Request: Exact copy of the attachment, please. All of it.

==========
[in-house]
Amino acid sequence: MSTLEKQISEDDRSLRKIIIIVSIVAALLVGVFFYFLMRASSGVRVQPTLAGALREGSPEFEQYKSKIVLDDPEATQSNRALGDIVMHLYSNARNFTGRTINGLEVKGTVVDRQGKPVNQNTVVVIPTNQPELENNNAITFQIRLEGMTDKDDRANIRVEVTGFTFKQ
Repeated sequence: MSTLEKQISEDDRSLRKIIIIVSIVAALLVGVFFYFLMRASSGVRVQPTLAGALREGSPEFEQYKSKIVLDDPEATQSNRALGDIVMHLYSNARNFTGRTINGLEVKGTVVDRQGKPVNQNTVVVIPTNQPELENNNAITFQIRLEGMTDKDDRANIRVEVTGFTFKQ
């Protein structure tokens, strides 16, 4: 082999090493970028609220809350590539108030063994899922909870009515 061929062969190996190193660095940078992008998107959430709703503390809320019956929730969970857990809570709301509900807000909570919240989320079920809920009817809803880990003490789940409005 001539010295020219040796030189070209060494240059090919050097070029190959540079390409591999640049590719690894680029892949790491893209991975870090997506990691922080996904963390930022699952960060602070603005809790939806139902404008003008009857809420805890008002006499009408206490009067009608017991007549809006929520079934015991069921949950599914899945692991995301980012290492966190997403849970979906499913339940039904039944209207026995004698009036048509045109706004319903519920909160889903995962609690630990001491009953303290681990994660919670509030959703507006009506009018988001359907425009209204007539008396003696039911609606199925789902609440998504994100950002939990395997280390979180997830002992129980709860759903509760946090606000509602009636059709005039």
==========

[in-house]
Amino acid sequence: MSTLEKQISEDDRSLRKIIIIVSIVAALLVGVFFYFLMRASSGVRVQPTLAGALREGSPEFEQYKSKIVLDDPEATQSNRALGDIVMHLYSNARNFTGRTINGLEVKGTVVDRQGKPVNQNTVVVIPTNQPELENNNAITFQIRLEGMTDKDDRANIRVEVTGFTFKQ
Repeated sequence: MSTLEKQISEDDRSLRKIIIIVSIVAALLVGVFFYFLMRASSGVRVQPTLAGALREGSPEFEQYKSKIVLDDPEATQSNRALGDIVMHLYSNARNFTGRTINGLEVKGTVVDRQGKPVNQNTVVVIPTNQPELENNNAITFQIRLEGMTDKDDRANIRVEVTGFTFKQ
């Protein structure tokens, strides 16, 4: 082999090493970028609220809350590539108030063994899922909870009515 061929062969190996190193660095940078992008998107959430709703503390809320019956929730969970857990809570709301509900807000909570919240989320079920809920009817809803880990003490789940409005 001539010295020219040796030189070209060494240059090919050097070029190959540079390409591999640049590719690894680029892949790491893209991975870090997506990691922080996904963390930022699952960060602070603005809790939806139902404008003008009857809420805890008002006499009408206490009067009608017991007549809006929520079934015991069921949950599914899945692991995301980012290492966190997403849970979906499913339940039904039944209207026995004698009036048509045109706004319903519920909160889903995962609690630990001491009953303290681990994660919670509030959703507006009506009018988001359907425009209204007539008396003696039911609606199925789902609440998504994100950002939990395997280390979180997830002992129980709860759903509760946090606000509602009636059709005039």